With hard new regulations coming and more freedom only a short way away, Nordea Bank has decided to leave Sweden for nearby Finland. This is an example of the tax competition that states and countries should take into consideration before enacting punitive taxation on the most productive corporations and individuals in their jurisdictions. Max Colchester reports:
Nordea Bank NRBAY -0.11% AB, the Nordics’ biggest lender, said Wednesday it would move its headquarters from Sweden to Finland, which is inside the eurozone’s banking union, saving as much as €1 billion. Nordea said it would make the switch to Helsinki in the second half of next year. (Finland uses the euro; Sweden does not.)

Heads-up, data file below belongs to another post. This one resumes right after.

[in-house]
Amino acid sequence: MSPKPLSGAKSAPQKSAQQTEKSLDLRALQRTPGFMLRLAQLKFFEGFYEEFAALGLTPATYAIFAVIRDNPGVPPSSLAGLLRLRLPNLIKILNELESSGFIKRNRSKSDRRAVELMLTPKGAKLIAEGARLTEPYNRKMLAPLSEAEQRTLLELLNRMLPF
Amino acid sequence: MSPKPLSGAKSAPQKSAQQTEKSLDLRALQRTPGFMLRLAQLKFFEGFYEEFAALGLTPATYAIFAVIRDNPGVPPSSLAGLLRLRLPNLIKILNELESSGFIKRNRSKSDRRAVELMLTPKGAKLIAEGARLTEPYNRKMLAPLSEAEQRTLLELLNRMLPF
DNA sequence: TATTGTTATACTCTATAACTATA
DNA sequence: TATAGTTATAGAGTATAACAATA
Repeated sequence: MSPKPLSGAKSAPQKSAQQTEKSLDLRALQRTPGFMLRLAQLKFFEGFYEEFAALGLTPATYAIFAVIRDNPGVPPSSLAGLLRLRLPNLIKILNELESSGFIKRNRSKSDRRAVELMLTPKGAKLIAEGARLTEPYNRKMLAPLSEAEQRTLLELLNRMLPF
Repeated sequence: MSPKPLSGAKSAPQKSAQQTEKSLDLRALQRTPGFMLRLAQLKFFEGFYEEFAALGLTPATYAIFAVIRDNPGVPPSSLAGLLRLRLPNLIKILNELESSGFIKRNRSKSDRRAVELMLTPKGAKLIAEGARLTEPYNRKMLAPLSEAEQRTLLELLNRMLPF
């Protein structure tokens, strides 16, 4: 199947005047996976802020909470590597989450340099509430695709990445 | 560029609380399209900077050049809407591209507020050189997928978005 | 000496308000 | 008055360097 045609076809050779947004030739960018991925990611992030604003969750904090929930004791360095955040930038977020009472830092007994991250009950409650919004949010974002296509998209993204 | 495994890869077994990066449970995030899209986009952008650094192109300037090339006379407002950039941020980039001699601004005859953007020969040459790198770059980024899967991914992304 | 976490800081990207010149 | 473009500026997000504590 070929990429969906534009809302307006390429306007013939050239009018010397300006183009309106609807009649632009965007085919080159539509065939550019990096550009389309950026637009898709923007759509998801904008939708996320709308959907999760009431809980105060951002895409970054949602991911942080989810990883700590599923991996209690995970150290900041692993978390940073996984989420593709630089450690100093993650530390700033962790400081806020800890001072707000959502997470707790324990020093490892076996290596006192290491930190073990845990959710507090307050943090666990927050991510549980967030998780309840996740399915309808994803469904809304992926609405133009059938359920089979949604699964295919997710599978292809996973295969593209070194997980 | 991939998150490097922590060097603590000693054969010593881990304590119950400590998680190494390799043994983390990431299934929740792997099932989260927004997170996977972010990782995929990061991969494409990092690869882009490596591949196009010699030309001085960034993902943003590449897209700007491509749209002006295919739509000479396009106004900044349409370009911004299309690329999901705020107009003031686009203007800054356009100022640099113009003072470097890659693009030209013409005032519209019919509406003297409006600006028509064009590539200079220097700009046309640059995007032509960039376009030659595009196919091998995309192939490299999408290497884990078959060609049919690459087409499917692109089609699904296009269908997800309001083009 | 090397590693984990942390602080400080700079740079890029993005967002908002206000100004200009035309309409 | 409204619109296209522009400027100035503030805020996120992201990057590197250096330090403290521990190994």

Banks have in the past threatened to quit countries for friendlier climes but rarely go through with it. HSBC Holdings PLC, for instance, has repeatedly said it would consider moving away from London but last year decided to stay put. Nordea’s move marks the first time since the financial crisis that a major European bank has uprooted for regulatory reasons.
Earlier this year, Nordea said it was considering leaving Sweden after the country proposed increasing the fees banks pay to help cover the cost of saving them if they get into trouble. The country also has some of the strictest capital requirements in Europe. Nordea, which does business across Norway, Sweden, Denmark and Finland, said the move would save it around €1 billion in resolution fees and deposit guarantees compared to remaining in Sweden.
“We wanted predictability,” says Casper von Koskull, Nordea’s chief executive officer.
Read more here.
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